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Separation Anxiety

Destructive chewing and house soiling are usually signs of boredom and are often seen in dogs who are too young to be responsible for their actions in their owner's absence. This handout is designed to address a different problem - separation anxiety.


Separation anxiety can best be described as extreme distress in the owner's absence.


Bossy dogs who demand to be close to their owners may throw "temper tantrums" barking excessively, rushing about the house and chewing inappropriate items. Bored dogs may dismantle whole couches just for something to do. This is not separation anxiety.


The co-dependent dog worries and frets, pacing, whining, panting, even drooling. It may urinate and deficate and possibly vomit. Both personality types may seek out items that belong specifically to the owner, not to "get back at you" for leaving them, but because the items smell the most like you: your favorite book, the TV remote, or the arm of the chair where you rest your hand each night. They may tear up carpets or linoleum, especially at doorways, and may tear down curtains trying to get to the window to watch for your return.

Kopper watches out the window. ...........Photo courtesy Kathryn & Jason Kary

The clingy dog needs to learn how to feel safe when alone.


Dogs who can't bear it when you leave, can't bear to be away from you when you're home either. The demanding dog barks bossily if a door is closed with you on the other side.  This isn't anxiety - this is more "how dare you!"  The clingy dog becomes frantic.  They fret and whine, claw the door, bark frantically, howls. Before either of these dogs can learn to cope with being left alone while you're away, you must start by helping them learn to be separated from you while you're home.


Decrease the co-dependency by paying less attention to the dog's needy behavior. Avoid lavishing attention in response to nudging, leaning or pawing. Pay casual attention when your dog is lying quietly away from you.  Be aware of those times when your dog is seeking constant contact, leaning on your leg or lying under the table on your feet. You might sit in a chair with your feet tucked up so he can't constantly touch you, in order to provide some beginnings of "you really can survive without constantly touching me."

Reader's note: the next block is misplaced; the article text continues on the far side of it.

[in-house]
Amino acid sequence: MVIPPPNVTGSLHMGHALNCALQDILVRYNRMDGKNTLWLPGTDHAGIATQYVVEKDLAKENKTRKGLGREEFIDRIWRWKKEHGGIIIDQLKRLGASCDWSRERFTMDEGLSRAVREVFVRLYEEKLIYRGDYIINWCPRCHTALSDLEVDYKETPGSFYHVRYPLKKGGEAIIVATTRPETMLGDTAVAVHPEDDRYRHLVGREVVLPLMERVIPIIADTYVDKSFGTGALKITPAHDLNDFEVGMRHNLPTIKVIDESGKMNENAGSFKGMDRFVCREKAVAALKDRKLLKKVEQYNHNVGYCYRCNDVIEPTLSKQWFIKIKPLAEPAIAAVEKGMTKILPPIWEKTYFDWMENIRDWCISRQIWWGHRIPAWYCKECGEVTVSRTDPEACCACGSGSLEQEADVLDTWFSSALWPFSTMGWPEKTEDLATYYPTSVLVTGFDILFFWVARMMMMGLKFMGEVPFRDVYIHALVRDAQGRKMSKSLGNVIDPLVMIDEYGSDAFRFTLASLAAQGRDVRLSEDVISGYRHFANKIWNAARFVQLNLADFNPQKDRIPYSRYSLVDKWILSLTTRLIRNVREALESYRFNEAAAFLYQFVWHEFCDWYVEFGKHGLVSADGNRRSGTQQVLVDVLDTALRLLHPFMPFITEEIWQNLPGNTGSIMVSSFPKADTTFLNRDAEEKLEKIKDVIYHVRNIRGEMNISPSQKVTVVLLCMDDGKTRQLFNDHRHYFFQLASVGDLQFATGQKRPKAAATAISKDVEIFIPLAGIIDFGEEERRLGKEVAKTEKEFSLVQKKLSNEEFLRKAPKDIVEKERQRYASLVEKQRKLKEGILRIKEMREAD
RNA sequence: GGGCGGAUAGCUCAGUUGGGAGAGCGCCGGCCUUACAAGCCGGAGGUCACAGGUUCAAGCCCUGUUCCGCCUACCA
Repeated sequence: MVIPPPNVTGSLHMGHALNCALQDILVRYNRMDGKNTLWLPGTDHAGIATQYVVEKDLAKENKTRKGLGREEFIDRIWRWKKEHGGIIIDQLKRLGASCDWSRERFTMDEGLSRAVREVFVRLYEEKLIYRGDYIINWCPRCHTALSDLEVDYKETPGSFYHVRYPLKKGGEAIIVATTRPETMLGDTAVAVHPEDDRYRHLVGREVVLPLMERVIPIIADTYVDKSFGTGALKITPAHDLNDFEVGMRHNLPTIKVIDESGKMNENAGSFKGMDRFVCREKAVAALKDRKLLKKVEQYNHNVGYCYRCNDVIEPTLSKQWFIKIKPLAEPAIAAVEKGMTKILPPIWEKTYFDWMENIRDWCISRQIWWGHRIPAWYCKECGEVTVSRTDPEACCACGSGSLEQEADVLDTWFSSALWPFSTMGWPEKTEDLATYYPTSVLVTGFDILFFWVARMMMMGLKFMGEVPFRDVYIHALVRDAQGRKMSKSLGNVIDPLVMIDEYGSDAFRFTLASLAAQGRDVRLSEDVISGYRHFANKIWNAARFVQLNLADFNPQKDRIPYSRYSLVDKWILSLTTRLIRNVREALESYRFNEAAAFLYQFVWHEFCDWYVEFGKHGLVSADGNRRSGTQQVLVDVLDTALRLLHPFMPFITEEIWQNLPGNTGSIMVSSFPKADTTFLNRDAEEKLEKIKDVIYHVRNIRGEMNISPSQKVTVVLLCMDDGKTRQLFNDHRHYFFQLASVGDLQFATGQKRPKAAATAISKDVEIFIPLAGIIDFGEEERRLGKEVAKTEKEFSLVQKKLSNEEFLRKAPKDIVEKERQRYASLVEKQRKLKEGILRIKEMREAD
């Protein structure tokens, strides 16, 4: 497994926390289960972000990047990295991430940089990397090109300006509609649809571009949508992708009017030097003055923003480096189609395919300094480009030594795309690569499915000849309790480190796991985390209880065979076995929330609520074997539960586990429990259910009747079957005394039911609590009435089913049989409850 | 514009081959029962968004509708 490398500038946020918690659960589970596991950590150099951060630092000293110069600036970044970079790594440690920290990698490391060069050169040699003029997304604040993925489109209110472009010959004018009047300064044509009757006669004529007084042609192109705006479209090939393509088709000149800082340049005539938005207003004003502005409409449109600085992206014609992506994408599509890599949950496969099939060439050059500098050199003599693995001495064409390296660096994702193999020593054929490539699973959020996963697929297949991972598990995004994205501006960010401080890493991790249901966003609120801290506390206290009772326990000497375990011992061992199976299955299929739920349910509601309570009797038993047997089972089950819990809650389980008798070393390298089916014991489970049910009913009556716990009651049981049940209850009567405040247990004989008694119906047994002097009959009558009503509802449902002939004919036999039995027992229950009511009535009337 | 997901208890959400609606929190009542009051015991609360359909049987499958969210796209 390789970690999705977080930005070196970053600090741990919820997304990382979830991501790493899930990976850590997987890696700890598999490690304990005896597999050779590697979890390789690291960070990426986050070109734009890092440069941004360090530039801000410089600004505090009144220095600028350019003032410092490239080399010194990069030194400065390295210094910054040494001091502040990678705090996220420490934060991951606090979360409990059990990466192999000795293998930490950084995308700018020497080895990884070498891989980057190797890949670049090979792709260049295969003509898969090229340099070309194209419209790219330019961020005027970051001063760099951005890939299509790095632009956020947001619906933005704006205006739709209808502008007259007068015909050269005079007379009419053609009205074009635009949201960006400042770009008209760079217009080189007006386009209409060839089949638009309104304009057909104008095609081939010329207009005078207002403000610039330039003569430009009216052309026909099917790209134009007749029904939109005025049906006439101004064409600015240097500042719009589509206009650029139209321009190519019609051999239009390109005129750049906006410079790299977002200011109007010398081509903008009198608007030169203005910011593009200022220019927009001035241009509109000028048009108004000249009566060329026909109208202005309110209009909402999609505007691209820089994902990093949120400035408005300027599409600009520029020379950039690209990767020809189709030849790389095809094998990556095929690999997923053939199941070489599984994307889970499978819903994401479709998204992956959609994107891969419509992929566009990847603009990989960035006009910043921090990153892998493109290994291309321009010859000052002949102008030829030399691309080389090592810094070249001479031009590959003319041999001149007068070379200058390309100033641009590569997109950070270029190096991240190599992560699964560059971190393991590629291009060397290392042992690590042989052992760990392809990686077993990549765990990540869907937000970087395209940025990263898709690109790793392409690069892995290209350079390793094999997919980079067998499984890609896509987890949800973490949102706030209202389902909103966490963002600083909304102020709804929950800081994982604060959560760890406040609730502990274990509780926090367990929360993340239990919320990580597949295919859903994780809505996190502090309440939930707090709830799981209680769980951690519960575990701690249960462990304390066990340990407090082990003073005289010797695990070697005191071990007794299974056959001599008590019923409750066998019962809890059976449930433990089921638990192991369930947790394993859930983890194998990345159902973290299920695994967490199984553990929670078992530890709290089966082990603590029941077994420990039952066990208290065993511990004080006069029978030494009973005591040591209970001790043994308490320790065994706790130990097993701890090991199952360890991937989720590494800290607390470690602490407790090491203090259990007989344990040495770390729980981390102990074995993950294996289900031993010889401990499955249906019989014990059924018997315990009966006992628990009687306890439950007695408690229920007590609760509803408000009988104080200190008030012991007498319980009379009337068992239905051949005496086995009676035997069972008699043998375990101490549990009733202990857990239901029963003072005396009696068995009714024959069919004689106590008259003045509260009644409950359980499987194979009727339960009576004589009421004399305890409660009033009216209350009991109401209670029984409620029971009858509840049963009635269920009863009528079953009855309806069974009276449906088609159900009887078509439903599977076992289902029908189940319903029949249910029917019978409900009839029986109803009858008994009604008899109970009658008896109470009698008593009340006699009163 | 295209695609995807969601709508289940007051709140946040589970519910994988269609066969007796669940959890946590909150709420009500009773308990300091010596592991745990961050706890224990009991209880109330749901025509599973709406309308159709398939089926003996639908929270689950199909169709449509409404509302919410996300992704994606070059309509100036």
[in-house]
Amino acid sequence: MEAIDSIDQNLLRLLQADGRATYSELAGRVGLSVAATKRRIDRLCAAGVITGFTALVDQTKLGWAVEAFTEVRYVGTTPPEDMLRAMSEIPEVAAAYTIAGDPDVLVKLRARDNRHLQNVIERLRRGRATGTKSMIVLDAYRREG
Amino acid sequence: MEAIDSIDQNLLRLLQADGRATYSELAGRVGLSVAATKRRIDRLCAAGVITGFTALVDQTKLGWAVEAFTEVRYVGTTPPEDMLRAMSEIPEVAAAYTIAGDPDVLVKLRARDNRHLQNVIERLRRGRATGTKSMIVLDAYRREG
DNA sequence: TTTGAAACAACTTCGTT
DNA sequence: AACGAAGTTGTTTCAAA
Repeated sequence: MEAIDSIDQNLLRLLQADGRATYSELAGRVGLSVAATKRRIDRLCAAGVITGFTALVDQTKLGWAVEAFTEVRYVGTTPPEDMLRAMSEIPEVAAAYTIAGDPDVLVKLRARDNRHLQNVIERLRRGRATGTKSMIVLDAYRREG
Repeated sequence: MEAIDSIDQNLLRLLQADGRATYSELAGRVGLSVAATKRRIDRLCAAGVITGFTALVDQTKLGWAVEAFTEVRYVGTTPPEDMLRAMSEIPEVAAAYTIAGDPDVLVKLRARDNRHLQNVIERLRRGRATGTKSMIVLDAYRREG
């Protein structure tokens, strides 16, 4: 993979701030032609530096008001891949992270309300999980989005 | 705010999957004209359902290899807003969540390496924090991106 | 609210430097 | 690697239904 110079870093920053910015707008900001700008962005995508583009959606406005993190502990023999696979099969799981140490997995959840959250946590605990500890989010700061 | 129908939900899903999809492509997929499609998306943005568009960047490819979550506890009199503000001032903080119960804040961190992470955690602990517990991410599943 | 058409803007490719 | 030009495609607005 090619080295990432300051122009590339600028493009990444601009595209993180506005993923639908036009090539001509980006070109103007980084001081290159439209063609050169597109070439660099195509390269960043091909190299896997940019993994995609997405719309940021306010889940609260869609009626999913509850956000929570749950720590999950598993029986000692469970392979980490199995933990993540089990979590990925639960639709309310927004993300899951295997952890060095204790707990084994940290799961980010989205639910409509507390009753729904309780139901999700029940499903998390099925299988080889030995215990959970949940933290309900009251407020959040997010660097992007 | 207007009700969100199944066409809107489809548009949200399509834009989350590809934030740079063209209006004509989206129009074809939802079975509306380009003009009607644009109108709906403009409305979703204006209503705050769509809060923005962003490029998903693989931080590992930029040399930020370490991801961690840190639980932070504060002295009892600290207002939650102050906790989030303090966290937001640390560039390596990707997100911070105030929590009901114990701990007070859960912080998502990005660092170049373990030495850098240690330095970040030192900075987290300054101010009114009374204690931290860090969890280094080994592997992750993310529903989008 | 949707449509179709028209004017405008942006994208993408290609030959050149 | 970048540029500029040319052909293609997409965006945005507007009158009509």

Put up baby gates: barriers so the dog can still see you but can't go with you while you work in the kitchen or fold laundry in the family room. Ignore any fussing. Quietly acknowledge when he is calm.  With practice, he will gradually learn to accept and feel comfortable with mild separation.

Give him a bed of his own - across the room. For some dogs a crate is a perfect solution. For severe stress cases (drooling/vomiting when shut away from the owner) start with the dog in the crate next to you, and when the dog is comfortable while close, gradually, day-by-day increase the distance. Practice crating daily -while you're home/at night while you sleep. The dog should not sleep in your bed. In his crate he can still smell you and hear you breathing but will sleep apart from you and can't sneak onto the bed in the middle of the night. If possible, the dog should eventually sleep outside your room. If the dog seems to be especially dependent on one family member, let another family member take over feeding, walking and special games - but don't over-do it! The idea is not to transfer the dependency to another person!